The Government has denied the claim that bills will rise due to the proposed changes, saying there are enough planned and current projects to meet projected targets.

A Department of Energy and Climate Change (DECC) spokeswoman said: "We have a cap on the cost of renewables to consumers, so this won't push up bills. We have enough onshore wind now - including projects that have planning permission, we have as much as we'd projected.

"If we'd allowed the RO to stay open longer, we could have ended up with more projects than we can afford - which would have led to either higher bills, or other renewable technologies losing out on support."

Under the proposal, up to 5.2GW of onshore wind capacity may be eligible for a grace period offered to projects that already have planning consent, a grid connection offer and acceptance, along with evidence of land rights, the Government has said.

The scheme is due to close to all new renewable schemes in 2017 – the year it had been expected to end for onshore wind.

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The Government has denied the claim that bills will rise due to the proposed changes (Christopher Furlong/Getty Images)

Ms Rudd said: "We have a long-term plan to keep the lights on and our homes warm, power the economy with cleaner energy, and keep bills as low as possible for hard-working families.

"We want to help technologies stand on their own two feet, not encourage a reliance of public subsidies.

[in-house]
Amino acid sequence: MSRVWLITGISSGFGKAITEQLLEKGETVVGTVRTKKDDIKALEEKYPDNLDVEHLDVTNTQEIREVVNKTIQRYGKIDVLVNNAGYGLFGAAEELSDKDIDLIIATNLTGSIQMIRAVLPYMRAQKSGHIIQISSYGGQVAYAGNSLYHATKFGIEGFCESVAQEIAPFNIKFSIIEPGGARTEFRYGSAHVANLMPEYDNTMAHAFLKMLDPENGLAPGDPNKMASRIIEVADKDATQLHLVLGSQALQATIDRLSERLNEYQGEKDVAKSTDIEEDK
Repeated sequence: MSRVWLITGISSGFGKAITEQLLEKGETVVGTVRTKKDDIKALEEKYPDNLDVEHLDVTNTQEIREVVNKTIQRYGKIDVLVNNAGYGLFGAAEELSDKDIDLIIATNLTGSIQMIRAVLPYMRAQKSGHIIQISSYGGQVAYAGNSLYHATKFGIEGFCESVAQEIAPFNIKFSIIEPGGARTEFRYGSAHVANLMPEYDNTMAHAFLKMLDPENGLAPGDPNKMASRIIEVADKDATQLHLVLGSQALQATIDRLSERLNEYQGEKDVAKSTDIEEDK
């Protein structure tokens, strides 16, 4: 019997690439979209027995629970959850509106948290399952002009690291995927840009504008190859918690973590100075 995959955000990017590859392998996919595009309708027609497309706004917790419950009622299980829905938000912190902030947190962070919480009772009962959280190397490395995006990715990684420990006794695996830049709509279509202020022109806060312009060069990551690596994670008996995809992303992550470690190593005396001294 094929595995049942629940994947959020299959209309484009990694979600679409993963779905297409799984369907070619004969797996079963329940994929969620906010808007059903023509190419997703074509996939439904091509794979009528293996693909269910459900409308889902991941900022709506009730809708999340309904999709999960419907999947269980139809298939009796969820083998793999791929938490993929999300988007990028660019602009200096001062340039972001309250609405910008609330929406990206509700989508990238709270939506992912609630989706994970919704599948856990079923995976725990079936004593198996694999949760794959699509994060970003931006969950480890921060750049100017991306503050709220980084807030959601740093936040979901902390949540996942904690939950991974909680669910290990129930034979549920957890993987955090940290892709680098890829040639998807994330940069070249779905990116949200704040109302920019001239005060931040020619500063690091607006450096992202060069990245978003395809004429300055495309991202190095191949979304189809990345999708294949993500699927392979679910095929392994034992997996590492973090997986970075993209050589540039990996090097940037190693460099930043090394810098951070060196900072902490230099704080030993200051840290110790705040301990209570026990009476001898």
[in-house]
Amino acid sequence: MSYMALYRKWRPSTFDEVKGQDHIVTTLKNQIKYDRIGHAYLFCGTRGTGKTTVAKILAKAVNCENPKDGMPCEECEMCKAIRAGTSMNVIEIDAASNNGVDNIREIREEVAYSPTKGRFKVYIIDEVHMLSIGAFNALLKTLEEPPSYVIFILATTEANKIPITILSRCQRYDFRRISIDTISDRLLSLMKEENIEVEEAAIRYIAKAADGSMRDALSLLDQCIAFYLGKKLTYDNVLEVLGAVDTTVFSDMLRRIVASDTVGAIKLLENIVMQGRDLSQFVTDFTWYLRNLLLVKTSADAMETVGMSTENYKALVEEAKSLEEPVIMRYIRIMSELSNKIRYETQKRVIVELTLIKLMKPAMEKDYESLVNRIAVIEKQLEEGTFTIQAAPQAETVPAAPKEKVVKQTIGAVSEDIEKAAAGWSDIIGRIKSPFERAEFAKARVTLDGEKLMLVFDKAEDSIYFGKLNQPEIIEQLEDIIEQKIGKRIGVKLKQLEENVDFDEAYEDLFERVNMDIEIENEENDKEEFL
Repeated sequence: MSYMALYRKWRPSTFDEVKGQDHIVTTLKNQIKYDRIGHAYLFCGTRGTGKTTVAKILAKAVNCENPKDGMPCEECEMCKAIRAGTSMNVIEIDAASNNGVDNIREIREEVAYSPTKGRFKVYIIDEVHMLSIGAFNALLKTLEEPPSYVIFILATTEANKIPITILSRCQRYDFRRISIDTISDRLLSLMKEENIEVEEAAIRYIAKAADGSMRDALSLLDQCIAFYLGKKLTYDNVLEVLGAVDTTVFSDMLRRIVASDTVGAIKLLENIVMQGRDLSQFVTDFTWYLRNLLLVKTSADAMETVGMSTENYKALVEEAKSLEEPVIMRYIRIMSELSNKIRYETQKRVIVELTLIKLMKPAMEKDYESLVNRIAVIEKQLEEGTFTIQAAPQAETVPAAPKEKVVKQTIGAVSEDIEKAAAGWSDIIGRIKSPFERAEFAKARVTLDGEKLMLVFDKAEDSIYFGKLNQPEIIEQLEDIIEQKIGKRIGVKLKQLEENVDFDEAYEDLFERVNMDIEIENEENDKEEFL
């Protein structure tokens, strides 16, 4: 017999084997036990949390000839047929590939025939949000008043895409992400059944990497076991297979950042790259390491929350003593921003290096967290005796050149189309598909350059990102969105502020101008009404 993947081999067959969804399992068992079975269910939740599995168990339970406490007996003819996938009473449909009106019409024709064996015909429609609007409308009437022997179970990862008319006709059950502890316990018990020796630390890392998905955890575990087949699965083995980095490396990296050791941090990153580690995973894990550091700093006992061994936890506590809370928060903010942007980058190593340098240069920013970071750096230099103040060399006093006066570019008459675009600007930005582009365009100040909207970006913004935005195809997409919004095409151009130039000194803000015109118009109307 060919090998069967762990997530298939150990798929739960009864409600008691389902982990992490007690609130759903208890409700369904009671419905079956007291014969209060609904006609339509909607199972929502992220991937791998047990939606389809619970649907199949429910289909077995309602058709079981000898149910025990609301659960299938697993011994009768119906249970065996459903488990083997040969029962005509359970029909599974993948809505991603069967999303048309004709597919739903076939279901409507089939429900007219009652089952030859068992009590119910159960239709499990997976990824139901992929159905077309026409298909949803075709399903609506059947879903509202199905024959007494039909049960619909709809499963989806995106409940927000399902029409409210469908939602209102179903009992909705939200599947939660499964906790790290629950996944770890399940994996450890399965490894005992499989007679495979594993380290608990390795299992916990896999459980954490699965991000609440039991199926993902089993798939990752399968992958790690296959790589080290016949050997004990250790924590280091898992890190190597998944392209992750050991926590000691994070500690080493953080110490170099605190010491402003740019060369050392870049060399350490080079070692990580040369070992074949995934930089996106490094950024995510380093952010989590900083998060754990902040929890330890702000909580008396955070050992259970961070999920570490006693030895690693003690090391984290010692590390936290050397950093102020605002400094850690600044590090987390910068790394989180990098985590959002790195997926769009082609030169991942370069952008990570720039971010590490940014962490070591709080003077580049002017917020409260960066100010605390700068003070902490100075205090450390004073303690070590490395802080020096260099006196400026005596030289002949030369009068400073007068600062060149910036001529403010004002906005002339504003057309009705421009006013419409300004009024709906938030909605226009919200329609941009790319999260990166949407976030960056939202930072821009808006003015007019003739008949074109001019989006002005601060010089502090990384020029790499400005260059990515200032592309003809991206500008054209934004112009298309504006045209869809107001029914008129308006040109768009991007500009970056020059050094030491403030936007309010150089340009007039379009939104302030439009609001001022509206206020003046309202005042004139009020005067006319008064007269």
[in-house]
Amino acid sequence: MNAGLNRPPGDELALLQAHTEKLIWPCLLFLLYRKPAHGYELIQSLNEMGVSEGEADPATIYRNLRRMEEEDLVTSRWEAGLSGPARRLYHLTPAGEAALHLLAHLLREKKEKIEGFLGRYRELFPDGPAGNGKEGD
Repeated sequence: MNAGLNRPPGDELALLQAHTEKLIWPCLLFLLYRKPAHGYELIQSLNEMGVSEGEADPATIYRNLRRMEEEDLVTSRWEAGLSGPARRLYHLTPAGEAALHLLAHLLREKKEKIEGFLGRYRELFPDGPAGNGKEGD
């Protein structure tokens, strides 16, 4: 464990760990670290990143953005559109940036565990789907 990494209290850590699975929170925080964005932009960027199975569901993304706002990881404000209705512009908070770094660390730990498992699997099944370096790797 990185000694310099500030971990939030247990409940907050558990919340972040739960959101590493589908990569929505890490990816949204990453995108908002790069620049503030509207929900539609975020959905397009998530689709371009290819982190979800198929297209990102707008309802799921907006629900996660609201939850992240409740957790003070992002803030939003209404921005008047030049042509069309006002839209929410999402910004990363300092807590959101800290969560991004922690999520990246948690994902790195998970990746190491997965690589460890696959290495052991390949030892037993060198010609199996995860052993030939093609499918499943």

"So we are driving forward our commitment to end new onshore wind subsidies and give local communities the final say over any new wind farms."

Alasdair Cameron, Friends of the Earth's renewable energy campaigner, said: "Slashing wind support on the day the Pope calls for stronger climate action, and 24 hours after thousands lobbied their MPs to do more for the environment, shows the Government is living in a different world.

"Far from showing global leadership ahead of the crucial Paris climate summit later this year, the government appears to be making the environment pay the price for rash pre-election promises."

Greenpeace UK energy and climate campaigner Daisy Sands said: "Ministers have just moved to raise everyone's energy bills by blocking the cheapest form of clean power, whilst continuing to back the impossibly expensive Hinkley C and going 'all out' for unpopular, risky, and unproven fracking.

"Even if this omnishambles of an energy policy survives the many legal challenges threatened against it, it will send a clear message to international investors that the UK Government is willing to wreck our power sector to please their most ideological backbenchers.

"This mistake will cost the UK dearly."

The DECC has said more than £800m of subsidies, paid for through consumer bills, helped onshore wind generate 5 per cent of the UK's electricity last year.

Additional reporting by PA